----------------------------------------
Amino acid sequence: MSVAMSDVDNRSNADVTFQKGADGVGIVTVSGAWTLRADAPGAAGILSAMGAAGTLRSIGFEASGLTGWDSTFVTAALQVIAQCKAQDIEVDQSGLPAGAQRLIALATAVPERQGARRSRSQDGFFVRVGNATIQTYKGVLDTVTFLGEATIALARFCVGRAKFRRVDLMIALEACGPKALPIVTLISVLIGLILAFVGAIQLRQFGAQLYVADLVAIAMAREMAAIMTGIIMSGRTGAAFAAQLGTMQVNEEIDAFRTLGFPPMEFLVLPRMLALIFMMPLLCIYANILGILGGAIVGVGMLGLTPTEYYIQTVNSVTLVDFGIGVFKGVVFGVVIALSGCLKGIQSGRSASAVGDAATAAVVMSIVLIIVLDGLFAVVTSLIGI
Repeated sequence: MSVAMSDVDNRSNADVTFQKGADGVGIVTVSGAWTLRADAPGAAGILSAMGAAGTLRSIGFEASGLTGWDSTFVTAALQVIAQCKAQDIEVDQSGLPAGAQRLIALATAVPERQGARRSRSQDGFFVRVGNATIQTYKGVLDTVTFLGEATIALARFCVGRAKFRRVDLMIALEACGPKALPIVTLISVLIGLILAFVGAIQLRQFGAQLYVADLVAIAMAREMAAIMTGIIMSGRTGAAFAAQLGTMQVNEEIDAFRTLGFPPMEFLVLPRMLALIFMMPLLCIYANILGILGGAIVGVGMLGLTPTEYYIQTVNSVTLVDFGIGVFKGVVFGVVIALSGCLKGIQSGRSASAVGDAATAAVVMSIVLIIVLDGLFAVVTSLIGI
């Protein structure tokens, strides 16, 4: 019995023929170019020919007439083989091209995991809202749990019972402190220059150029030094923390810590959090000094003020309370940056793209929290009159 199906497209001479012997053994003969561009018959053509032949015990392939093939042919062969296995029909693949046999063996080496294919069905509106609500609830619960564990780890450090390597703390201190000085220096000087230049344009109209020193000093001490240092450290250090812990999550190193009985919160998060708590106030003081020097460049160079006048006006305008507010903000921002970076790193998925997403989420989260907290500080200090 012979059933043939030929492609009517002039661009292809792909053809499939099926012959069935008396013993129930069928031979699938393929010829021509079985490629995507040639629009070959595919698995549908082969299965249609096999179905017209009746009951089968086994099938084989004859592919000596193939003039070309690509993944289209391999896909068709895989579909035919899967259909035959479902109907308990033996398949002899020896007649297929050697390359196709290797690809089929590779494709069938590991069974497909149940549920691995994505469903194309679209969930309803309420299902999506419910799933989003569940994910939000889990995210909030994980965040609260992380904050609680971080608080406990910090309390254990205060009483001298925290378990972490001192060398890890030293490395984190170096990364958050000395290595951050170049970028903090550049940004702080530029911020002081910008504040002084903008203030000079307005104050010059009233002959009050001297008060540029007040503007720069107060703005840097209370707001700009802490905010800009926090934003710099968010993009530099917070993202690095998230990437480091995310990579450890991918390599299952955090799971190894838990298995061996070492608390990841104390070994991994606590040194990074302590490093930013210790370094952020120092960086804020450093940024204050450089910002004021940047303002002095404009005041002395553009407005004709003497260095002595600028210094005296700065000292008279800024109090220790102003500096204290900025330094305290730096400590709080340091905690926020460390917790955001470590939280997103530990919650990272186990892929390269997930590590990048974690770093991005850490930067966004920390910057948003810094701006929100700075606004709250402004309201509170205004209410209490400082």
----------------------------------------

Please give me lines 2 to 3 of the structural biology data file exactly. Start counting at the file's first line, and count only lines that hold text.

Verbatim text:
Repeated sequence: MSVAMSDVDNRSNADVTFQKGADGVGIVTVSGAWTLRADAPGAAGILSAMGAAGTLRSIGFEASGLTGWDSTFVTAALQVIAQCKAQDIEVDQSGLPAGAQRLIALATAVPERQGARRSRSQDGFFVRVGNATIQTYKGVLDTVTFLGEATIALARFCVGRAKFRRVDLMIALEACGPKALPIVTLISVLIGLILAFVGAIQLRQFGAQLYVADLVAIAMAREMAAIMTGIIMSGRTGAAFAAQLGTMQVNEEIDAFRTLGFPPMEFLVLPRMLALIFMMPLLCIYANILGILGGAIVGVGMLGLTPTEYYIQTVNSVTLVDFGIGVFKGVVFGVVIALSGCLKGIQSGRSASAVGDAATAAVVMSIVLIIVLDGLFAVVTSLIGI
């Protein structure tokens, strides 16, 4: 019995023929170019020919007439083989091209995991809202749990019972402190220059150029030094923390810590959090000094003020309370940056793209929290009159 199906497209001479012997053994003969561009018959053509032949015990392939093939042919062969296995029909693949046999063996080496294919069905509106609500609830619960564990780890450090390597703390201190000085220096000087230049344009109209020193000093001490240092450290250090812990999550190193009985919160998060708590106030003081020097460049160079006048006006305008507010903000921002970076790193998925997403989420989260907290500080200090 012979059933043939030929492609009517002039661009292809792909053809499939099926012959069935008396013993129930069928031979699938393929010829021509079985490629995507040639629009070959595919698995549908082969299965249609096999179905017209009746009951089968086994099938084989004859592919000596193939003039070309690509993944289209391999896909068709895989579909035919899967259909035959479902109907308990033996398949002899020896007649297929050697390359196709290797690809089929590779494709069938590991069974497909149940549920691995994505469903194309679209969930309803309420299902999506419910799933989003569940994910939000889990995210909030994980965040609260992380904050609680971080608080406990910090309390254990205060009483001298925290378990972490001192060398890890030293490395984190170096990364958050000395290595951050170049970028903090550049940004702080530029911020002081910008504040002084903008203030000079307005104050010059009233002959009050001297008060540029007040503007720069107060703005840097209370707001700009802490905010800009926090934003710099968010993009530099917070993202690095998230990437480091995310990579450890991918390599299952955090799971190894838990298995061996070492608390990841104390070994991994606590040194990074302590490093930013210790370094952020120092960086804020450093940024204050450089910002004021940047303002002095404009005041002395553009407005004709003497260095002595600028210094005296700065000292008279800024109090220790102003500096204290900025330094305290730096400590709080340091905690926020460390917790955001470590939280997103530990919650990272186990892929390269997930590590990048974690770093991005850490930067966004920390910057948003810094701006929100700075606004709250402004309201509170205004209410209490400082």